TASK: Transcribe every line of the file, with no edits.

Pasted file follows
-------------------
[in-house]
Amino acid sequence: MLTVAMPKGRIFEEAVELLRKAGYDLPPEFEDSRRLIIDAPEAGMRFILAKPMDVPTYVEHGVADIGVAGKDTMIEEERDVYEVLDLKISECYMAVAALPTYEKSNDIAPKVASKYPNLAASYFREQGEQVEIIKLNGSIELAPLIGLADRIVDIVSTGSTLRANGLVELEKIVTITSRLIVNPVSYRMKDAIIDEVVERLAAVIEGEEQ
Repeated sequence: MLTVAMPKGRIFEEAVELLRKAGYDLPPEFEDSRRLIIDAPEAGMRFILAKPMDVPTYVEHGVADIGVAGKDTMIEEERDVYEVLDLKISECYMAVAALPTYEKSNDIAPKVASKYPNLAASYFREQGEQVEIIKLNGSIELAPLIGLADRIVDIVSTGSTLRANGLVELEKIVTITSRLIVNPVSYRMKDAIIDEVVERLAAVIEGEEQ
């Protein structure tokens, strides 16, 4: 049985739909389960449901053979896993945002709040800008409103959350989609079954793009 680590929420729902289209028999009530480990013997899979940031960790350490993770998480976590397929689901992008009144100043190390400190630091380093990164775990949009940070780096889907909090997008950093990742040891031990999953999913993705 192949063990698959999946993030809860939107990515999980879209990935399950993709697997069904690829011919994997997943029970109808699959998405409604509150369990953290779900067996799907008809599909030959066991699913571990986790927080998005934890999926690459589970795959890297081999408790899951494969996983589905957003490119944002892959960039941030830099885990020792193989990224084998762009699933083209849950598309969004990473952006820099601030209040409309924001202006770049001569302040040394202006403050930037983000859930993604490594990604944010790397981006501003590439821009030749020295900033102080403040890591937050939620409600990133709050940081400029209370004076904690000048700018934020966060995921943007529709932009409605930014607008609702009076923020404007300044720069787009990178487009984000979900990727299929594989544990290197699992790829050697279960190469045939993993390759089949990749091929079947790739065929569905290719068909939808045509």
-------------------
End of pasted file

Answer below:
[in-house]
Amino acid sequence: MLTVAMPKGRIFEEAVELLRKAGYDLPPEFEDSRRLIIDAPEAGMRFILAKPMDVPTYVEHGVADIGVAGKDTMIEEERDVYEVLDLKISECYMAVAALPTYEKSNDIAPKVASKYPNLAASYFREQGEQVEIIKLNGSIELAPLIGLADRIVDIVSTGSTLRANGLVELEKIVTITSRLIVNPVSYRMKDAIIDEVVERLAAVIEGEEQ
Repeated sequence: MLTVAMPKGRIFEEAVELLRKAGYDLPPEFEDSRRLIIDAPEAGMRFILAKPMDVPTYVEHGVADIGVAGKDTMIEEERDVYEVLDLKISECYMAVAALPTYEKSNDIAPKVASKYPNLAASYFREQGEQVEIIKLNGSIELAPLIGLADRIVDIVSTGSTLRANGLVELEKIVTITSRLIVNPVSYRMKDAIIDEVVERLAAVIEGEEQ
């Protein structure tokens, strides 16, 4: 049985739909389960449901053979896993945002709040800008409103959350989609079954793009 680590929420729902289209028999009530480990013997899979940031960790350490993770998480976590397929689901992008009144100043190390400190630091380093990164775990949009940070780096889907909090997008950093990742040891031990999953999913993705 192949063990698959999946993030809860939107990515999980879209990935399950993709697997069904690829011919994997997943029970109808699959998405409604509150369990953290779900067996799907008809599909030959066991699913571990986790927080998005934890999926690459589970795959890297081999408790899951494969996983589905957003490119944002892959960039941030830099885990020792193989990224084998762009699933083209849950598309969004990473952006820099601030209040409309924001202006770049001569302040040394202006403050930037983000859930993604490594990604944010790397981006501003590439821009030749020295900033102080403040890591937050939620409600990133709050940081400029209370004076904690000048700018934020966060995921943007529709932009409605930014607008609702009076923020404007300044720069787009990178487009984000979900990727299929594989544990290197699992790829050697279960190469045939993993390759089949990749091929079947790739065929569905290719068909939808045509």